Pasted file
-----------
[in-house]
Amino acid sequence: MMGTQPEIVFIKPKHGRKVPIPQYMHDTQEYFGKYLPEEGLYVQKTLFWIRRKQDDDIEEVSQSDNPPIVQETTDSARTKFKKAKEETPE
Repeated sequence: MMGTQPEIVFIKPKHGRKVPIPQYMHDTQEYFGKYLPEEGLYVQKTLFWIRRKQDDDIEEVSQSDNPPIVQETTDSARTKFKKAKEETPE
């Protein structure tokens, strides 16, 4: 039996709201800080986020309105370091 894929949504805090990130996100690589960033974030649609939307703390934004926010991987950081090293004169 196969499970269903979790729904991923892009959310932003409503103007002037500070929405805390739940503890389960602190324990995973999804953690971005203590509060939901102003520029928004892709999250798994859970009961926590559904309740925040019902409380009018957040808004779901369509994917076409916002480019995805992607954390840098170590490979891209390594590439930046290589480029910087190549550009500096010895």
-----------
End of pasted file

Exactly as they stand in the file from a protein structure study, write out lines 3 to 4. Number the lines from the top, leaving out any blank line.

Repeated sequence: MMGTQPEIVFIKPKHGRKVPIPQYMHDTQEYFGKYLPEEGLYVQKTLFWIRRKQDDDIEEVSQSDNPPIVQETTDSARTKFKKAKEETPE
């Protein structure tokens, strides 16, 4: 039996709201800080986020309105370091 894929949504805090990130996100690589960033974030649609939307703390934004926010991987950081090293004169 196969499970269903979790729904991923892009959310932003409503103007002037500070929405805390739940503890389960602190324990995973999804953690971005203590509060939901102003520029928004892709999250798994859970009961926590559904309740925040019902409380009018957040808004779901369509994917076409916002480019995805992607954390840098170590490979891209390594590439930046290589480029910087190549550009500096010895």